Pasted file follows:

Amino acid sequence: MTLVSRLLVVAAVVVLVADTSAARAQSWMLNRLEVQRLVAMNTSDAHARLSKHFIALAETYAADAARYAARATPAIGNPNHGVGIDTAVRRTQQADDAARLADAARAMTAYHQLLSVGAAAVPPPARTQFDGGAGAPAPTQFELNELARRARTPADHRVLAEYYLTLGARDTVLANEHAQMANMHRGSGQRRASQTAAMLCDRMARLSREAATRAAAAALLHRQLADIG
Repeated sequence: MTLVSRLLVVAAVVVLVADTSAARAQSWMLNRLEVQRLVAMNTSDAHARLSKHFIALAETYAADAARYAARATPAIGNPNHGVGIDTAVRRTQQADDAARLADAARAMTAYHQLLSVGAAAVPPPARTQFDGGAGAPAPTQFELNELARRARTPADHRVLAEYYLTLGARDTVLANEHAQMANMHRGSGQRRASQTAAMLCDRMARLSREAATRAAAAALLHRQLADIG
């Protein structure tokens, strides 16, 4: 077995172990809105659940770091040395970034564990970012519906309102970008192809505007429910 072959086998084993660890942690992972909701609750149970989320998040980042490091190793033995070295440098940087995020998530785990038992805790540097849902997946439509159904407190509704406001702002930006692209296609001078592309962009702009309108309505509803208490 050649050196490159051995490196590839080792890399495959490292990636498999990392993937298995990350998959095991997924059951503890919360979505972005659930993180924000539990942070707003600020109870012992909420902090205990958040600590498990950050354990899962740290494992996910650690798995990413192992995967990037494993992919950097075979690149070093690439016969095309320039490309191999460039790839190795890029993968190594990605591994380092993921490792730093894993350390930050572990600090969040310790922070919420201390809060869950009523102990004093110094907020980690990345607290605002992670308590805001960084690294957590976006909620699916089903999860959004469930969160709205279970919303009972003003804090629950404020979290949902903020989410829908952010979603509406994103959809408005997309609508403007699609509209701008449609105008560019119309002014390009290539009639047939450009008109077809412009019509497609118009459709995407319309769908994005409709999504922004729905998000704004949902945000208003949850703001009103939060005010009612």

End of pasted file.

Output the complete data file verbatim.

Amino acid sequence: MTLVSRLLVVAAVVVLVADTSAARAQSWMLNRLEVQRLVAMNTSDAHARLSKHFIALAETYAADAARYAARATPAIGNPNHGVGIDTAVRRTQQADDAARLADAARAMTAYHQLLSVGAAAVPPPARTQFDGGAGAPAPTQFELNELARRARTPADHRVLAEYYLTLGARDTVLANEHAQMANMHRGSGQRRASQTAAMLCDRMARLSREAATRAAAAALLHRQLADIG
Repeated sequence: MTLVSRLLVVAAVVVLVADTSAARAQSWMLNRLEVQRLVAMNTSDAHARLSKHFIALAETYAADAARYAARATPAIGNPNHGVGIDTAVRRTQQADDAARLADAARAMTAYHQLLSVGAAAVPPPARTQFDGGAGAPAPTQFELNELARRARTPADHRVLAEYYLTLGARDTVLANEHAQMANMHRGSGQRRASQTAAMLCDRMARLSREAATRAAAAALLHRQLADIG
């Protein structure tokens, strides 16, 4: 077995172990809105659940770091040395970034564990970012519906309102970008192809505007429910 072959086998084993660890942690992972909701609750149970989320998040980042490091190793033995070295440098940087995020998530785990038992805790540097849902997946439509159904407190509704406001702002930006692209296609001078592309962009702009309108309505509803208490 050649050196490159051995490196590839080792890399495959490292990636498999990392993937298995990350998959095991997924059951503890919360979505972005659930993180924000539990942070707003600020109870012992909420902090205990958040600590498990950050354990899962740290494992996910650690798995990413192992995967990037494993992919950097075979690149070093690439016969095309320039490309191999460039790839190795890029993968190594990605591994380092993921490792730093894993350390930050572990600090969040310790922070919420201390809060869950009523102990004093110094907020980690990345607290605002992670308590805001960084690294957590976006909620699916089903999860959004469930969160709205279970919303009972003003804090629950404020979290949902903020989410829908952010979603509406994103959809408005997309609508403007699609509209701008449609105008560019119309002014390009290539009639047939450009008109077809412009019509497609118009459709995407319309769908994005409709999504922004729905998000704004949902945000208003949850703001009103939060005010009612």